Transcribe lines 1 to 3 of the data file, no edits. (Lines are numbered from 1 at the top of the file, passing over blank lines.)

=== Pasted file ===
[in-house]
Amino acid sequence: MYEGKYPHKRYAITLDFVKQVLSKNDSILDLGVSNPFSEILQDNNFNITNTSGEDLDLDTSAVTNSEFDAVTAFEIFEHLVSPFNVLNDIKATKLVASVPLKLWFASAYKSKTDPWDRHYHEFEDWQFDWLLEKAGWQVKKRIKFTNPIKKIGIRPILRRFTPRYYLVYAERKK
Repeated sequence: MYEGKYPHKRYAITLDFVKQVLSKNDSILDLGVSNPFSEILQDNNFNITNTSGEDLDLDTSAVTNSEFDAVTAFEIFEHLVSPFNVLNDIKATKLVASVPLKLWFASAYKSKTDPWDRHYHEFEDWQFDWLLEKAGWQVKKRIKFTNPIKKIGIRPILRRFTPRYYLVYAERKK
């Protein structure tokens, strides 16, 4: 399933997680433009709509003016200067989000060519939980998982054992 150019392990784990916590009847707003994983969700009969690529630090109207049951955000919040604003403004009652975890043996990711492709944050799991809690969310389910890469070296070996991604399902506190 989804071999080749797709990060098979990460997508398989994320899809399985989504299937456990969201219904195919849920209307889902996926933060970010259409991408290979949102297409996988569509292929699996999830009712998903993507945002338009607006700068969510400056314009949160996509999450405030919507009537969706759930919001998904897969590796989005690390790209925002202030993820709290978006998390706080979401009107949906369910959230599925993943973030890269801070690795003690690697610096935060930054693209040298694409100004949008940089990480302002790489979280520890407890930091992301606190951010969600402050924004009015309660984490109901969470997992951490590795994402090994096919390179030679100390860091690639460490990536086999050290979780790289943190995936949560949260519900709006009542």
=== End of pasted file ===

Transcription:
[in-house]
Amino acid sequence: MYEGKYPHKRYAITLDFVKQVLSKNDSILDLGVSNPFSEILQDNNFNITNTSGEDLDLDTSAVTNSEFDAVTAFEIFEHLVSPFNVLNDIKATKLVASVPLKLWFASAYKSKTDPWDRHYHEFEDWQFDWLLEKAGWQVKKRIKFTNPIKKIGIRPILRRFTPRYYLVYAERKK
Repeated sequence: MYEGKYPHKRYAITLDFVKQVLSKNDSILDLGVSNPFSEILQDNNFNITNTSGEDLDLDTSAVTNSEFDAVTAFEIFEHLVSPFNVLNDIKATKLVASVPLKLWFASAYKSKTDPWDRHYHEFEDWQFDWLLEKAGWQVKKRIKFTNPIKKIGIRPILRRFTPRYYLVYAERKK